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Lois Mailou Jones (November 3, 1905 – June 9, 1998)

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Lois Mailou Jones (November 3, 1905 – June 9, 1998)was an artist who painted and influenced others during the Harlem Renaissance and beyond, during her long teaching and artistic career. Jones was the only African-American female painter of the 1930s and 1940s to achieve fame abroad, and the earliest whose subjects extend beyond the realm of portraiture. She was born in Boston, Massachusetts and is buried on Martha’s Vineyard in the Oak Bluffs Cemetery.Her father Thomas Vreeland Jones was a building superintendent who later became a lawyer; her mother Carolyn Jones was a cosmetologist.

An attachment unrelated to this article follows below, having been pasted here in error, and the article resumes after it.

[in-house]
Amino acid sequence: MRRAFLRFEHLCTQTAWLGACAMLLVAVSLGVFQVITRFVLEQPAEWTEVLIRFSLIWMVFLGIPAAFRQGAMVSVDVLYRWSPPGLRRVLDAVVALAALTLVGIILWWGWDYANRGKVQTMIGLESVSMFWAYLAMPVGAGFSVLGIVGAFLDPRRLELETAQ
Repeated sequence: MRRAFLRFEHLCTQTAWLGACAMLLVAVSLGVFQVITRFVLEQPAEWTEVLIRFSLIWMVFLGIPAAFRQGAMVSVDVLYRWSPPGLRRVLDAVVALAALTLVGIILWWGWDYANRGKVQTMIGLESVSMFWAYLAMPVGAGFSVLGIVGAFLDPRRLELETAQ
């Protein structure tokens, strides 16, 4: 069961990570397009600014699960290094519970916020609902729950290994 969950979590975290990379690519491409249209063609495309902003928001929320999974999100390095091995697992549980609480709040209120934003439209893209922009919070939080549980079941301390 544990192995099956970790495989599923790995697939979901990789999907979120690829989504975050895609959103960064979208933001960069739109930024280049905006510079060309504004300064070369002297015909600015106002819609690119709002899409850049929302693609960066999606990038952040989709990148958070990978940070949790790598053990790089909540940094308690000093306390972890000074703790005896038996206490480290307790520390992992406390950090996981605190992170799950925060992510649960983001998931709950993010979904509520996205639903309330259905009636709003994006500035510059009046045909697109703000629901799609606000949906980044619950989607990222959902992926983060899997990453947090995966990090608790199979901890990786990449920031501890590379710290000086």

Jones parents encourage her to draw and paint as a child in water color. During childhood her mother took her and her brother to Martha’s Vineyard where she became lifelong friends with novelist Dorothy West. She attended the High School of Practical Arts in Boston. Meanwhile she took Boston Museum of Fine Arts evening classes and worked as an apprentice in costume design. She held her first solo exhibition at the age of 17. From 1923 to 1927 she attended the School of the Museum of Fine Arts in Boston studying design, taking night courses at the Boston Normal Art School. She also pursued graduate work at the Design Art School and Harvard University. She continued her education even after beginning work, attending classes at Columbia University and receiving her bachelor’s degree from Howard University in 1945, graduating magna cum laude.